If my disability isn’t visible does the law protect me?

Do you know how many people around you right now are suffering from some form of disability? If you base your decision on just what you see, you might say there aren’t too many.

Those with experience in this area of social concern are well aware that for most people, disability has to be visible in order to exist. That is, unless a person uses a wheelchair, crutches, a walker or perhaps walks oddly, they must not be disabled at all. But according to data reported by the U.S. Census Bureau, that is just not the case.

Data collected in the 1994-1995 Survey of Income and Program Participation indicated then that 26 million individuals qualified as being severely disabled. But only about 7 million of them required some form of assistance device for mobility. That means the vast majority of Americans suffer from what are really invisible disabilities.

That they can’t be seen does not make those disabilities any less real, but it can make it difficult for a person to protect and exercise rights afforded by law, such as the Americans with Disabilities Act and others in California.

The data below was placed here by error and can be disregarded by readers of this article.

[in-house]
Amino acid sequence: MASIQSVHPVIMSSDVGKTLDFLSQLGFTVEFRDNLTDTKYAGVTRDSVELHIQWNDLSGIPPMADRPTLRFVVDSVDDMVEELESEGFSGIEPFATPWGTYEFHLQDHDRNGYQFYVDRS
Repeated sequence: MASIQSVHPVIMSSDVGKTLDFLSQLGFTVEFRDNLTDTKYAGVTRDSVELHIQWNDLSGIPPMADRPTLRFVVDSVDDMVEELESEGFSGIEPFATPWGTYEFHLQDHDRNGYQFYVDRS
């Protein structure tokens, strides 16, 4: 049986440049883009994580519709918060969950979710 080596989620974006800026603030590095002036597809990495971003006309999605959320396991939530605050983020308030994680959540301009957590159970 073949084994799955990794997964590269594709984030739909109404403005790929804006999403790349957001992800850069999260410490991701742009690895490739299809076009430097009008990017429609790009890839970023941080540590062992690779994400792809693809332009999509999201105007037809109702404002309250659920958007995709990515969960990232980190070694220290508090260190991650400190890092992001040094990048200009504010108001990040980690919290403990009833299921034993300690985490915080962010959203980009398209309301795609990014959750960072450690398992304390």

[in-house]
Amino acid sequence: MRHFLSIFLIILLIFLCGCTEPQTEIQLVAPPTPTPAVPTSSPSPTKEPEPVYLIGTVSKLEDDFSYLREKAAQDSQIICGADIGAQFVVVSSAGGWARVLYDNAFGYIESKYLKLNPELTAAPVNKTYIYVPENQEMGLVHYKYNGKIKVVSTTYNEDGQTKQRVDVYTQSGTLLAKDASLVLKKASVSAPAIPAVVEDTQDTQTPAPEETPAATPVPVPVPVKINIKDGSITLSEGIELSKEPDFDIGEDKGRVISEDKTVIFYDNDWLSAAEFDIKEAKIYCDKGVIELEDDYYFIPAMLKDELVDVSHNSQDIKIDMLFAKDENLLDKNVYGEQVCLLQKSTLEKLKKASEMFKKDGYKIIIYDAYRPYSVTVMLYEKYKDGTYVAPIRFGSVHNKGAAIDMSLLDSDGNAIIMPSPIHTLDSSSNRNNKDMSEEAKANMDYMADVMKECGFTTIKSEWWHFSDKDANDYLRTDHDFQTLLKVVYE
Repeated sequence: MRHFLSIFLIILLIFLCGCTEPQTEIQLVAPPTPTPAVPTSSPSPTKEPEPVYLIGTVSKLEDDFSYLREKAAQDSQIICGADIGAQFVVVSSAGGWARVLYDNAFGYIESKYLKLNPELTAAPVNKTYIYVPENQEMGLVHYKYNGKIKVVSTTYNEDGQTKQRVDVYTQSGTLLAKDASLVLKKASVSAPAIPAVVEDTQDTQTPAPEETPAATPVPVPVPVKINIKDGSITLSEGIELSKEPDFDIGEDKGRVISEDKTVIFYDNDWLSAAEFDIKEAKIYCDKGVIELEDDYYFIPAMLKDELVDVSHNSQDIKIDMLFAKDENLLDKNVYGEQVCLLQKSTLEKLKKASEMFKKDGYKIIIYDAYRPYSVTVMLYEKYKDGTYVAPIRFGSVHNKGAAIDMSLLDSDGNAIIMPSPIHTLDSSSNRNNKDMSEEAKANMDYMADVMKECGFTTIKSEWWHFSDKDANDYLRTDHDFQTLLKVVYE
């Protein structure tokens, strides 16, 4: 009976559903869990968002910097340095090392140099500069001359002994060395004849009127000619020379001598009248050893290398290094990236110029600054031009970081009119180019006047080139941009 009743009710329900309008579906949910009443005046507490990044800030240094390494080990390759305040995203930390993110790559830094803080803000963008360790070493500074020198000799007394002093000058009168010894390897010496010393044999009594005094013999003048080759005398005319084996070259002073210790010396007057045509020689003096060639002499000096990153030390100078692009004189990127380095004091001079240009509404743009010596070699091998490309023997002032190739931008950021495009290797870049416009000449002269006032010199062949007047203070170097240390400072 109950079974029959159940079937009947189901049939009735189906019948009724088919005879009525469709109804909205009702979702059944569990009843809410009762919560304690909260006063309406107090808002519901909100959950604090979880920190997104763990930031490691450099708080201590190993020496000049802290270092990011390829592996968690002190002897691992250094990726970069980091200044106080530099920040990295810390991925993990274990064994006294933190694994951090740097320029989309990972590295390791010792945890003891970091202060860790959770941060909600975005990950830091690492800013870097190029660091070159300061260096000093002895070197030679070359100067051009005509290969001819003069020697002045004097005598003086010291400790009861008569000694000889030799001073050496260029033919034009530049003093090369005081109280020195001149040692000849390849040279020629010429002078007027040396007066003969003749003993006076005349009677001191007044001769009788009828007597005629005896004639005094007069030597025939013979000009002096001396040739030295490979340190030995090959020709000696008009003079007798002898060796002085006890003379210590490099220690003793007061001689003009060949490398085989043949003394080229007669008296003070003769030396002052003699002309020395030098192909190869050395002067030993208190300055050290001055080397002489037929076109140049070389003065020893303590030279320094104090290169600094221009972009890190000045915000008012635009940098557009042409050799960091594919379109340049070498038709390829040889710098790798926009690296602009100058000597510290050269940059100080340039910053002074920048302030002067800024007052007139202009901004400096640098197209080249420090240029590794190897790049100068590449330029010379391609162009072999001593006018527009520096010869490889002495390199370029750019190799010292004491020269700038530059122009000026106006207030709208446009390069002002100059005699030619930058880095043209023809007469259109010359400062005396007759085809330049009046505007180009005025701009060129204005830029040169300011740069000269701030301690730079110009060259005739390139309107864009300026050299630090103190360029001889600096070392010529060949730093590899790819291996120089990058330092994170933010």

Conditions that might be considered invisible disabilities are many. As one recent report noted, such ailments as Crohn’s disease, fibromyalgia, lupus, various mental disorders and diabetes would be included in this category. And in a five-year span starting in 2005, the federal Equal Employment Opportunity Commission said invisible conditions were the basis of most discrimination complaints.

Failure to meet the obligations of the ADA might not always be the result of an employer’s outright neglect. It could be a matter of ignorance. But that is no excuse for a company failing to properly accommodate a disability when it is recognized as one covered by law.

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